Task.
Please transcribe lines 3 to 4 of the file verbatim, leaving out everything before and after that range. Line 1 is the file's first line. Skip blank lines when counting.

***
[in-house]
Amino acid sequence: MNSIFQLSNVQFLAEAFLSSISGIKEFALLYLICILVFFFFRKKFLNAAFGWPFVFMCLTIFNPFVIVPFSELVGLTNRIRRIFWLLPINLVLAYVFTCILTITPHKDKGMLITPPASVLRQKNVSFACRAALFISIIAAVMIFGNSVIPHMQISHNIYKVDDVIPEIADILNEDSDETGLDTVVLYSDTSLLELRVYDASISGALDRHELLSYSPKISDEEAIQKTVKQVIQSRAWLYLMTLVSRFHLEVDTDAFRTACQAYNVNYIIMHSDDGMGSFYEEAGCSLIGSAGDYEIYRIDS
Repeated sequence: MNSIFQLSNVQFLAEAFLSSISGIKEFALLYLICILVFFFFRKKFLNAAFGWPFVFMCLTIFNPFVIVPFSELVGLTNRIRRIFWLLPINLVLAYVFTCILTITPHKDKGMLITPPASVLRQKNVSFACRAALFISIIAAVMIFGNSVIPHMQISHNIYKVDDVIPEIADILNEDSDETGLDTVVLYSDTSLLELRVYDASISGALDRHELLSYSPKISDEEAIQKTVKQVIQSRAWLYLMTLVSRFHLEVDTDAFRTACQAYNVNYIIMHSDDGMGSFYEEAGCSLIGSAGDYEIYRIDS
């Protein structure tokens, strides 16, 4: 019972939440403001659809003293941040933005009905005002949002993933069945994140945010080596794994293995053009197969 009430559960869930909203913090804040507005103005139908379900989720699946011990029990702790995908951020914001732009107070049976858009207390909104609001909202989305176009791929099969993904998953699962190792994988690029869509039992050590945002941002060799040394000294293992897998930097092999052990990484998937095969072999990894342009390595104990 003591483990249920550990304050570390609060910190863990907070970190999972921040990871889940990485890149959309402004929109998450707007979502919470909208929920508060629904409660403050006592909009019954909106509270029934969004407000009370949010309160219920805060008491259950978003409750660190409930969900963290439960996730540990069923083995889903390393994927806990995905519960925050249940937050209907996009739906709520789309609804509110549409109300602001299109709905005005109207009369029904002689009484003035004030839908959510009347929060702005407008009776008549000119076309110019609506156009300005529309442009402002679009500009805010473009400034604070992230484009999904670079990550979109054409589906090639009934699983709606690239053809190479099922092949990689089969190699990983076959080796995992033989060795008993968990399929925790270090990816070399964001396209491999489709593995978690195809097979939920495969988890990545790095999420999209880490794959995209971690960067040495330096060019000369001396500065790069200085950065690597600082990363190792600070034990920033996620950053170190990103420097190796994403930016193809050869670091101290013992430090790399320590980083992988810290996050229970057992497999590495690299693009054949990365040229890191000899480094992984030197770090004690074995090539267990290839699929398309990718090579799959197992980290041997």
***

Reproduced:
Repeated sequence: MNSIFQLSNVQFLAEAFLSSISGIKEFALLYLICILVFFFFRKKFLNAAFGWPFVFMCLTIFNPFVIVPFSELVGLTNRIRRIFWLLPINLVLAYVFTCILTITPHKDKGMLITPPASVLRQKNVSFACRAALFISIIAAVMIFGNSVIPHMQISHNIYKVDDVIPEIADILNEDSDETGLDTVVLYSDTSLLELRVYDASISGALDRHELLSYSPKISDEEAIQKTVKQVIQSRAWLYLMTLVSRFHLEVDTDAFRTACQAYNVNYIIMHSDDGMGSFYEEAGCSLIGSAGDYEIYRIDS
């Protein structure tokens, strides 16, 4: 019972939440403001659809003293941040933005009905005002949002993933069945994140945010080596794994293995053009197969 009430559960869930909203913090804040507005103005139908379900989720699946011990029990702790995908951020914001732009107070049976858009207390909104609001909202989305176009791929099969993904998953699962190792994988690029869509039992050590945002941002060799040394000294293992897998930097092999052990990484998937095969072999990894342009390595104990 003591483990249920550990304050570390609060910190863990907070970190999972921040990871889940990485890149959309402004929109998450707007979502919470909208929920508060629904409660403050006592909009019954909106509270029934969004407000009370949010309160219920805060008491259950978003409750660190409930969900963290439960996730540990069923083995889903390393994927806990995905519960925050249940937050209907996009739906709520789309609804509110549409109300602001299109709905005005109207009369029904002689009484003035004030839908959510009347929060702005407008009776008549000119076309110019609506156009300005529309442009402002679009500009805010473009400034604070992230484009999904670079990550979109054409589906090639009934699983709606690239053809190479099922092949990689089969190699990983076959080796995992033989060795008993968990399929925790270090990816070399964001396209491999489709593995978690195809097979939920495969988890990545790095999420999209880490794959995209971690960067040495330096060019000369001396500065790069200085950065690597600082990363190792600070034990920033996620950053170190990103420097190796994403930016193809050869670091101290013992430090790399320590980083992988810290996050229970057992497999590495690299693009054949990365040229890191000899480094992984030197770090004690074995090539267990290839699929398309990718090579799959197992980290041997």